For much of my adult life, I’ve had trouble sleeping throughout the night, often waking up in the early morning hours, unable to go back to sleep. On weekends or on vacation, I’ve simply gotten up, drank and/or ate something, maybe read a little bit, and then eventually gone back to sleep, knowing that I had the extra time to sleep in, but often wishing I was able to do it in my regular schedule, or bemoaning my body’s weird sleep cycle.
Well, turns out I may be more normal than I thought: BBC News – The myth of the eight-hour sleep.
We often worry about lying awake in the middle of the night – but it could be good for you. A growing body of evidence from both science and history suggests that the eight-hour sleep may be unnatural.
…In 2001, historian Roger Ekirch of Virginia Tech published a seminal paper, drawn from 16 years of research, revealing a wealth of historical evidence that humans used to sleep in two distinct chunks.
…Much like the experience of Wehr’s subjects, these references describe a first sleep which began about two hours after dusk, followed by waking period of one or two hours and then a second sleep.
“It’s not just the number of references – it is the way they refer to it, as if it was common knowledge,” Ekirch says.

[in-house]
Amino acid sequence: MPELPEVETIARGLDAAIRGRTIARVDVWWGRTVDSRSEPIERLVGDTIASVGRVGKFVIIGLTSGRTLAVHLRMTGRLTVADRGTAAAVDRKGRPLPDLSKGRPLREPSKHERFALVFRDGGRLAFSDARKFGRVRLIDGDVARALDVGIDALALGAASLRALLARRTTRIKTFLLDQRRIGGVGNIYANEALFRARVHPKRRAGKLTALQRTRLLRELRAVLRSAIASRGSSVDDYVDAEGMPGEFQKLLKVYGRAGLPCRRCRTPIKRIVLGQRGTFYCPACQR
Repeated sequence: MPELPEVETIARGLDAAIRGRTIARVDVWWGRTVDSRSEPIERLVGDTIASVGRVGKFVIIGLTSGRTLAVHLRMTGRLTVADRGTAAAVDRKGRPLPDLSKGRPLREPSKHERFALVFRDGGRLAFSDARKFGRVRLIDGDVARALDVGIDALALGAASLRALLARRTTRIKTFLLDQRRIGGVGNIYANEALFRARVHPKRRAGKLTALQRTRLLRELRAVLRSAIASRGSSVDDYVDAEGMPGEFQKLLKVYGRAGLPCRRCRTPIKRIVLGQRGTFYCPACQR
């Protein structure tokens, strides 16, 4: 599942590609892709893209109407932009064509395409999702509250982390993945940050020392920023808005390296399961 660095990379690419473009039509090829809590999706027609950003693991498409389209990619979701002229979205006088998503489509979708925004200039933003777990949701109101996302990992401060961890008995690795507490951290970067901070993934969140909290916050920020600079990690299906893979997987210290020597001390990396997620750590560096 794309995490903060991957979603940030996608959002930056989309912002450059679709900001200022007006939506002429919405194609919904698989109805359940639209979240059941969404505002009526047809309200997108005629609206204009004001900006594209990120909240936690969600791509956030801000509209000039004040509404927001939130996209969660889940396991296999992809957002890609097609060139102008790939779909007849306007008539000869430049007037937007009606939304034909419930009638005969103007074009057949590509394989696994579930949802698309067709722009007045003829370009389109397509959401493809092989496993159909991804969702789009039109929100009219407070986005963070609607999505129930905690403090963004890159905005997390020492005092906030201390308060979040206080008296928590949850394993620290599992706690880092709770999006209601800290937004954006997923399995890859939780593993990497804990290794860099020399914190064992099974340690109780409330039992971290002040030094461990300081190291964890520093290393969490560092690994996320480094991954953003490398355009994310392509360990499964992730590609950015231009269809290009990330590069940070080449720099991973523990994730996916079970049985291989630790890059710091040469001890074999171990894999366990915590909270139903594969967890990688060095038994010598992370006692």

During this waking period people were quite active. They often got up, went to the toilet or smoked tobacco and some even visited neighbours. Most people stayed in bed, read, wrote and often prayed. Countless prayer manuals from the late 15th Century offered special prayers for the hours in between sleeps.
And these hours weren’t entirely solitary – people often chatted to bed-fellows or had sex.
Of course, the drawback is that to have these two sleep periods, you’d have to go to bed earlier, or get up later in the morning, and our society isn’t exactly structured for that. It’d be interesting if it was though. There might be a prime time TV period between midnight and 2am to entertain people during their intermediate wake period.
This also reminds me of the seista, the afternoon nap, that many cultures allow and encourage, particularly ones where the afternoon heat makes it too uncomfortable to do much of anything but nap. It seems there are multiple alternatives to the eight hour sleep.